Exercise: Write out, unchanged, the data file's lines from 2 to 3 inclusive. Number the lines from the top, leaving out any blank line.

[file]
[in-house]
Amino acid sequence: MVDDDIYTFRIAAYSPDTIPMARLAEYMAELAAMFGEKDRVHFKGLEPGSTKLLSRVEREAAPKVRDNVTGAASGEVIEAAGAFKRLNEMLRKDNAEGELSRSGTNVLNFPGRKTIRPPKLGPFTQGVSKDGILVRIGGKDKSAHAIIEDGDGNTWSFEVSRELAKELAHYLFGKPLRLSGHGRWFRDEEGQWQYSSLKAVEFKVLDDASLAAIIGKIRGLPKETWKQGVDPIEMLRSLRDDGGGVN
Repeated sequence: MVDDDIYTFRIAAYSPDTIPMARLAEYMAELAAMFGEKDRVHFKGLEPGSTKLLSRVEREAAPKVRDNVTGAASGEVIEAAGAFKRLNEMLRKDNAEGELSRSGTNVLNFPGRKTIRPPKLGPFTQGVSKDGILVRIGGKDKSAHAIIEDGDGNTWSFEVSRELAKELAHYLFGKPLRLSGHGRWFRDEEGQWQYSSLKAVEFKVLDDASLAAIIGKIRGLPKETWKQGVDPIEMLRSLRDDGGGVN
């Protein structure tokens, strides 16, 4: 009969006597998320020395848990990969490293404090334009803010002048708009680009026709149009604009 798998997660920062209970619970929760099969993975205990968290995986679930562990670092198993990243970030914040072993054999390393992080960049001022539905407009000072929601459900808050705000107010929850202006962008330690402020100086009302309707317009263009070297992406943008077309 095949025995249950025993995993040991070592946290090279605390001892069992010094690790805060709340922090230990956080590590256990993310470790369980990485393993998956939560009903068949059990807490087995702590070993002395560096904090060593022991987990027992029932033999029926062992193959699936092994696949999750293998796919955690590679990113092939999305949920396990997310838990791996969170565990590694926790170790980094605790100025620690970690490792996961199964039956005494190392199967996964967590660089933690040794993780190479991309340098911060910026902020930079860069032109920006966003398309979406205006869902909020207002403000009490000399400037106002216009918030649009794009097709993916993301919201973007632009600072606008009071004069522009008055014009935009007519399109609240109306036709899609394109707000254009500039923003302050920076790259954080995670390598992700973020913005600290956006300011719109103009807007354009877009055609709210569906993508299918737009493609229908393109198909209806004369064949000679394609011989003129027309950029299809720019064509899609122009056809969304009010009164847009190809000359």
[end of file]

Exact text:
Amino acid sequence: MVDDDIYTFRIAAYSPDTIPMARLAEYMAELAAMFGEKDRVHFKGLEPGSTKLLSRVEREAAPKVRDNVTGAASGEVIEAAGAFKRLNEMLRKDNAEGELSRSGTNVLNFPGRKTIRPPKLGPFTQGVSKDGILVRIGGKDKSAHAIIEDGDGNTWSFEVSRELAKELAHYLFGKPLRLSGHGRWFRDEEGQWQYSSLKAVEFKVLDDASLAAIIGKIRGLPKETWKQGVDPIEMLRSLRDDGGGVN
Repeated sequence: MVDDDIYTFRIAAYSPDTIPMARLAEYMAELAAMFGEKDRVHFKGLEPGSTKLLSRVEREAAPKVRDNVTGAASGEVIEAAGAFKRLNEMLRKDNAEGELSRSGTNVLNFPGRKTIRPPKLGPFTQGVSKDGILVRIGGKDKSAHAIIEDGDGNTWSFEVSRELAKELAHYLFGKPLRLSGHGRWFRDEEGQWQYSSLKAVEFKVLDDASLAAIIGKIRGLPKETWKQGVDPIEMLRSLRDDGGGVN